The downward trend in the number of students in the country is worsening with the corona virus crisis. In high-paying times, many drop out of higher education and accept well-paying jobs. Higher education has long been seen as a way to get a good job. Many job descriptions explicitly list the college degree as a prerequisite. However, enrollment in undergraduate courses in the United States has been steadily declining over the past decade, with corona virus infection giving further impetus to this trend.
Since the fall of 2019, U.S. college enrollment has fallen 6.6% to 14.4 million full-time and part-time students, according to the Center for Nonprofit National Student Clearinghouse Research. This means there are more than 1 million fewer students than there were two years ago.
Both public universities and private colleges offering four-year undergraduate courses have seen a decline in student numbers. Community colleges, which primarily offer affiliates with two-year programs and generally serve low-income students of color and over, have been hit hard by a 13% drop in enrollment.
But if schooling is so important, why are so few students enrolled? What does that mean for their future and economy?
In most parts of the state of Michigan, enrollment for both two- and four-year programs has decreased compared to 2019. In the past two years, the state has sent 17,500 fewer high school graduates to college than expected, according to recent research. By Bridge Michigan News Agency.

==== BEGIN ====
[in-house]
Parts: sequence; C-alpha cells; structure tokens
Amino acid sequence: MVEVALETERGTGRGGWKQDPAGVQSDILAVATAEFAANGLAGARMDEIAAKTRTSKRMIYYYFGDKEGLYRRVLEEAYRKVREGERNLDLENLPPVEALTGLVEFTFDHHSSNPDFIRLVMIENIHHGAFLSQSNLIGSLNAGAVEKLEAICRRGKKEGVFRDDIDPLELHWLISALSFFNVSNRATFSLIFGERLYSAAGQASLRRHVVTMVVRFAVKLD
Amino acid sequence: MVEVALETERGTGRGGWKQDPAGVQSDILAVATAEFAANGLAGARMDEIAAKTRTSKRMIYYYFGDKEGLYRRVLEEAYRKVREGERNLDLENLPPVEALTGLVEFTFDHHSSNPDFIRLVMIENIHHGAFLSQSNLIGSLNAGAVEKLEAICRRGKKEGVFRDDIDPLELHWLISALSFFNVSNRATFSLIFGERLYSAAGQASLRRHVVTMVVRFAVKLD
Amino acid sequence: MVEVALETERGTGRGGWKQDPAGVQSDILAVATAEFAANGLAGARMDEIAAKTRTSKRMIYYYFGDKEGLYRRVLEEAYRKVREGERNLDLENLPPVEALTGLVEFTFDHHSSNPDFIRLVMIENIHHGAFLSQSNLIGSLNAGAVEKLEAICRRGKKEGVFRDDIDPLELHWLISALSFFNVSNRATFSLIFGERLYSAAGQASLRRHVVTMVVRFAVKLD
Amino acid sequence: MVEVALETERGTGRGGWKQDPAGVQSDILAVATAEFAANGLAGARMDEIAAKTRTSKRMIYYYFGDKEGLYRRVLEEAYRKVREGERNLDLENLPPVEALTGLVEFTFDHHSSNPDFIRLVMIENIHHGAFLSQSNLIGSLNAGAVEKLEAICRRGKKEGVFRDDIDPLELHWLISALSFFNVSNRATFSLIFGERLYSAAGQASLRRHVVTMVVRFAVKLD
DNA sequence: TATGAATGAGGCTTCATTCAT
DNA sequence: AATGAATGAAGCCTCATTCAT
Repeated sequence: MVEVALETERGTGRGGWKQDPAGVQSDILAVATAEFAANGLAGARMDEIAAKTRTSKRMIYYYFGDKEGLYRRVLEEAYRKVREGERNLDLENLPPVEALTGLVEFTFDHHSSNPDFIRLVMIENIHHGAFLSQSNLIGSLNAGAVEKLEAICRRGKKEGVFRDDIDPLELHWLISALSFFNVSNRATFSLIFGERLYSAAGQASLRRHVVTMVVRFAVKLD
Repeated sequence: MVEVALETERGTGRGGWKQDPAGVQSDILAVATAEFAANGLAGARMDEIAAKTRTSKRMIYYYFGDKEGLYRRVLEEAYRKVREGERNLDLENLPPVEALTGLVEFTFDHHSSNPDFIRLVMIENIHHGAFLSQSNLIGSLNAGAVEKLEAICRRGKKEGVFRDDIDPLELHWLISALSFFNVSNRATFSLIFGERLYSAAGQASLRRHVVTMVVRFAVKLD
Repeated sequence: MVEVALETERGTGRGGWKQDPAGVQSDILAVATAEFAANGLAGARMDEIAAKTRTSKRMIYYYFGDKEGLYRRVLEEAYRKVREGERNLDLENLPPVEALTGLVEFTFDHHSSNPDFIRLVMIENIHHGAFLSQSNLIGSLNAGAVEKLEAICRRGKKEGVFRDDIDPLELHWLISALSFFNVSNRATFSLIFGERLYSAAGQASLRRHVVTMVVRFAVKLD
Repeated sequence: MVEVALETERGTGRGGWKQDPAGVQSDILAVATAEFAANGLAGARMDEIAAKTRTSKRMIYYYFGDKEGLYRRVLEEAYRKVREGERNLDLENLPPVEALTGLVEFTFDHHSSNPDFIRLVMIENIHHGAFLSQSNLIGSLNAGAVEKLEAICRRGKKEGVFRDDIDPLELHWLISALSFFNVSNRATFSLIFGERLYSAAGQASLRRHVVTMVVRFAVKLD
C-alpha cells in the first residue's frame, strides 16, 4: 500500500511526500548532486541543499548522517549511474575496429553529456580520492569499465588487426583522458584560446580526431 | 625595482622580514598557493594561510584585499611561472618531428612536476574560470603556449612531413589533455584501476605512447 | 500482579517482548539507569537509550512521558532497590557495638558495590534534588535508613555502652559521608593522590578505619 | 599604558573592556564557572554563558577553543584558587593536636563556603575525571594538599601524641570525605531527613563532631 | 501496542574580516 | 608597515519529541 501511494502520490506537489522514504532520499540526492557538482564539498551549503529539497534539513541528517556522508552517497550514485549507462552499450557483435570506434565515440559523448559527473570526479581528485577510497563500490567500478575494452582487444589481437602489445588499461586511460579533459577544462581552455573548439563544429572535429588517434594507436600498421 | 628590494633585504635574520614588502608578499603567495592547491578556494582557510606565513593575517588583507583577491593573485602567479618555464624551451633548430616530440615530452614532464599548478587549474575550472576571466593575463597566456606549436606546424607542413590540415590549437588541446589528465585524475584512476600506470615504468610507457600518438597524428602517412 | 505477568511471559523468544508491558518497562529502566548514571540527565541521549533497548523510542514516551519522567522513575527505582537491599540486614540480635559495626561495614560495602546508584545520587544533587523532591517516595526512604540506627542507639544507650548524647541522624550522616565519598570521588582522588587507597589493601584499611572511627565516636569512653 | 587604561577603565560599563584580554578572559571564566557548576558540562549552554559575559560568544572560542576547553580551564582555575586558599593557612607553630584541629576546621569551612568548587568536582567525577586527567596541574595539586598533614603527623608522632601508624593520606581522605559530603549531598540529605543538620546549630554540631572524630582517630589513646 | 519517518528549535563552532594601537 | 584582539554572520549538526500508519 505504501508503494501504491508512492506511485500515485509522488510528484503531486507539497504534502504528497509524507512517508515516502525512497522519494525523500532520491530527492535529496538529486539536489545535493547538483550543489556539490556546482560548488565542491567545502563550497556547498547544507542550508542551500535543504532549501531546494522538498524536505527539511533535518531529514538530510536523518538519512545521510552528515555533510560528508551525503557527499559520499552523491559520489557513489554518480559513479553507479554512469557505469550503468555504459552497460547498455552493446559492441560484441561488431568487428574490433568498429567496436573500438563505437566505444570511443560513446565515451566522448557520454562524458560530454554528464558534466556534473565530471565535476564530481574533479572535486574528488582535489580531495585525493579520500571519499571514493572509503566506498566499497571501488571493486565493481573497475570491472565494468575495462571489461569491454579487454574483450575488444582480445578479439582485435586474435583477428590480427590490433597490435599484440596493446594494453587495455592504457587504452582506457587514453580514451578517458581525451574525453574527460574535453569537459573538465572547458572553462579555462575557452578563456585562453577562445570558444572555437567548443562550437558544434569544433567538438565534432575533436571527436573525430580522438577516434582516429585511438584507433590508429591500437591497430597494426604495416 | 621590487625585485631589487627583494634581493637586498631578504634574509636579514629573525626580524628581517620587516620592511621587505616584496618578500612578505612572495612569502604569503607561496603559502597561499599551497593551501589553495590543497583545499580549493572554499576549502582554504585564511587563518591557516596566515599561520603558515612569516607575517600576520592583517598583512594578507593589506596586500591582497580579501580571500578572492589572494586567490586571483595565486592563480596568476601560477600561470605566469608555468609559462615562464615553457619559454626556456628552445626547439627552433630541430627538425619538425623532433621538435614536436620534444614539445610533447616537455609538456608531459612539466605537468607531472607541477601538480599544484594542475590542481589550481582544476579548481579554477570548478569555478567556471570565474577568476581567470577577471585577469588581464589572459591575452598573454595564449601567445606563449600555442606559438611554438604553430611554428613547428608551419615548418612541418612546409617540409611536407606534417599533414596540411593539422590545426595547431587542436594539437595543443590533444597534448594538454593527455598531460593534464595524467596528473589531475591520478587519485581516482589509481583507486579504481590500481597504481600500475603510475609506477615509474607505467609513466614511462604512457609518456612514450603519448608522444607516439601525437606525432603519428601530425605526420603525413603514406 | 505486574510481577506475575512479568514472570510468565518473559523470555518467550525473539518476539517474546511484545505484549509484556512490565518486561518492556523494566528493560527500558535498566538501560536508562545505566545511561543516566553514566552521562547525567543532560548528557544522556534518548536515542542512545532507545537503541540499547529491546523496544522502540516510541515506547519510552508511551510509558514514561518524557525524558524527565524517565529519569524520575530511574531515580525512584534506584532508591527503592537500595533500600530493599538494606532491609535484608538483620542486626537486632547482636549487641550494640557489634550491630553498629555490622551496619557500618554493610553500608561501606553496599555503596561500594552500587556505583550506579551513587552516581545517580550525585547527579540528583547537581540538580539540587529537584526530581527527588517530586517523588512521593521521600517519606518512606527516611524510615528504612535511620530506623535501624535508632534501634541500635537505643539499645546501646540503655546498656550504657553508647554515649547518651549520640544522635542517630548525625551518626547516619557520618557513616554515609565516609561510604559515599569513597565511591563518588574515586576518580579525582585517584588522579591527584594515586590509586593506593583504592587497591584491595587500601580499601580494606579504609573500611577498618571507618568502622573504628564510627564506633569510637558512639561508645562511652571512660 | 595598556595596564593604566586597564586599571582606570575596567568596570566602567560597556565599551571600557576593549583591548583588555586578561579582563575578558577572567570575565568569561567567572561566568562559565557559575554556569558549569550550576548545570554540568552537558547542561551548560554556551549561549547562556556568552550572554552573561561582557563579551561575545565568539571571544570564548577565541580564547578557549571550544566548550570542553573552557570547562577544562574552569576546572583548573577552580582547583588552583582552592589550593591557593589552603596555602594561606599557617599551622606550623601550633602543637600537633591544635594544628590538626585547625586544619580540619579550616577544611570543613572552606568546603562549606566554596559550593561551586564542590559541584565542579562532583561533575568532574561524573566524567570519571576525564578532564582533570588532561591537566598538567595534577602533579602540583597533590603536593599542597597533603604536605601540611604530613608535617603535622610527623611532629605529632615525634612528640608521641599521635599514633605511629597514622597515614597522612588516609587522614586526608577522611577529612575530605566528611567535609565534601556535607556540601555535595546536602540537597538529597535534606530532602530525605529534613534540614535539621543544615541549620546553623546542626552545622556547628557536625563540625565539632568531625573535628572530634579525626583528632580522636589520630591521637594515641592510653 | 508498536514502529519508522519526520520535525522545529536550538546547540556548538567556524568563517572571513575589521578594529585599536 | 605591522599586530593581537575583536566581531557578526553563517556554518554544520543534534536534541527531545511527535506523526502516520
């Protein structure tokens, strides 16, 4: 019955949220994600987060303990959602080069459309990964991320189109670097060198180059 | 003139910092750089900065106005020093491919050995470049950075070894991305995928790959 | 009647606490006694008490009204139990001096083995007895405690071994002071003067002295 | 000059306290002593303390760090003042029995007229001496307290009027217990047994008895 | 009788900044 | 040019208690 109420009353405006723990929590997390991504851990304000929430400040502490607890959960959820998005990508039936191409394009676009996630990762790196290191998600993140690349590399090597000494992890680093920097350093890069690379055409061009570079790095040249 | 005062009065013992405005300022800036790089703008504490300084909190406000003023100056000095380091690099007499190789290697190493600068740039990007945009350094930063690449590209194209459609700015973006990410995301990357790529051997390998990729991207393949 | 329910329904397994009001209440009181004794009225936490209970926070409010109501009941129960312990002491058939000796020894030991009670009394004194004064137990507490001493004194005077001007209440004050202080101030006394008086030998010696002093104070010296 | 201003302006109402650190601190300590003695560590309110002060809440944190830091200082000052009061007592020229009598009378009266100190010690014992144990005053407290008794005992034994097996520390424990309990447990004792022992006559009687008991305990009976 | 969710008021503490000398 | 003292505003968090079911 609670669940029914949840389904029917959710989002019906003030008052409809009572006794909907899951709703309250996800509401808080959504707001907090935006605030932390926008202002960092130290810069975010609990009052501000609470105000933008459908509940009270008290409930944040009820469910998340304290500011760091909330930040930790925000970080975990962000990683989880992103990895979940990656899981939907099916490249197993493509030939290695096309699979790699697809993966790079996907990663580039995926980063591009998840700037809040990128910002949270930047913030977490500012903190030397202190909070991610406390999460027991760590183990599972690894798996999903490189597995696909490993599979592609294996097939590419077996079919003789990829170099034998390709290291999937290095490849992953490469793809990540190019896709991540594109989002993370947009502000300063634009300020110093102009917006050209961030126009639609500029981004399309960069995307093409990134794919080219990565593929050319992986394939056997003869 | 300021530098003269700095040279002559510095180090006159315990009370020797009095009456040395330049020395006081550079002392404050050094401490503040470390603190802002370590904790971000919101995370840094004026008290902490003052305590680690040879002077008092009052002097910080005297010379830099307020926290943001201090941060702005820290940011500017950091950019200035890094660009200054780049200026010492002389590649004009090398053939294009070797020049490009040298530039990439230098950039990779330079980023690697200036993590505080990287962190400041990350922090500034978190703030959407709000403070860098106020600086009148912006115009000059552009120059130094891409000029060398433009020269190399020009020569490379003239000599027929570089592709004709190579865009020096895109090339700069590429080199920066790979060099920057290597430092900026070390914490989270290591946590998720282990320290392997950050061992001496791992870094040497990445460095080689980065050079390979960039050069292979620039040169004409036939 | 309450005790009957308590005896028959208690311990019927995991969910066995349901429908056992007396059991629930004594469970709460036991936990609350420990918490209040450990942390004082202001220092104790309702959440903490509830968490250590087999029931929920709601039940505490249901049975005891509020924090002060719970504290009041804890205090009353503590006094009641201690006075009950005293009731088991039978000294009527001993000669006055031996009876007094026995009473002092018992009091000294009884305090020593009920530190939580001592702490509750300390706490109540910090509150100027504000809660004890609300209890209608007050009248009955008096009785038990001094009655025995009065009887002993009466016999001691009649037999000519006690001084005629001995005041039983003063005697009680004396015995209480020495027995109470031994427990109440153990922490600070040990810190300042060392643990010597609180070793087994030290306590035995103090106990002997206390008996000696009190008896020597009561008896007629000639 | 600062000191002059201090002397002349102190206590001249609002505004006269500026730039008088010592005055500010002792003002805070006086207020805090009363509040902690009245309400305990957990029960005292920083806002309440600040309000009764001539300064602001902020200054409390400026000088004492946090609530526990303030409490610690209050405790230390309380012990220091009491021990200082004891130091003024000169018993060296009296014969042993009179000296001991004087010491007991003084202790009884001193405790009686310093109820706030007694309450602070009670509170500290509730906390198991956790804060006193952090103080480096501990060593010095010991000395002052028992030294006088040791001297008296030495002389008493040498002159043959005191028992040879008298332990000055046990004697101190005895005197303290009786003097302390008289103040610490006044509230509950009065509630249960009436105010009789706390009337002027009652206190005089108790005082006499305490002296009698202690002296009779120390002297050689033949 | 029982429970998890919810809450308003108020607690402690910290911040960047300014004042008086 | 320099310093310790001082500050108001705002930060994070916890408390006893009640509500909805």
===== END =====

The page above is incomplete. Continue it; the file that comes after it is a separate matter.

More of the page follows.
The University of Auckland, an hour north of Detroit, had a good number before the epidemic. It reached a record high in 2016 and ran the second-largest new student classes in history in the second semesters of 2018 and 2019, says Don Aubrey of the Department of Record Management.
After 2019, the company lost 2,100 enrollments, and today it has 12,500 undergraduate students. The slight drop in retention rates added to the problem as students left the university. It reached almost all population groups. “However, some groups were more affected than others, especially under-represented minority students, who had lower retention rates than in previous years,” Aubry told DW.
Another problem is that the number of students admitted in the second half of 2021, but who chose not to enroll in college, is 48% higher than the previous year. “Even if some of them choose to join us later in the semester, our challenge now is to reunite with this student population to illustrate the value of higher education and the benefits of obtaining a bachelor’s degree,” Aubrey explains.
Long-term impact on the economy
Convincing prospective students should not be so difficult on paper. According to a study released in October by Georgetown University, undergraduate workers earn an average of $ 2.8 million.
Data show that in addition to earning more, a degree opens the door to more career opportunities and greater job satisfaction. Those with higher education are less likely to lose their jobs, and if they do, they can easily find new ones.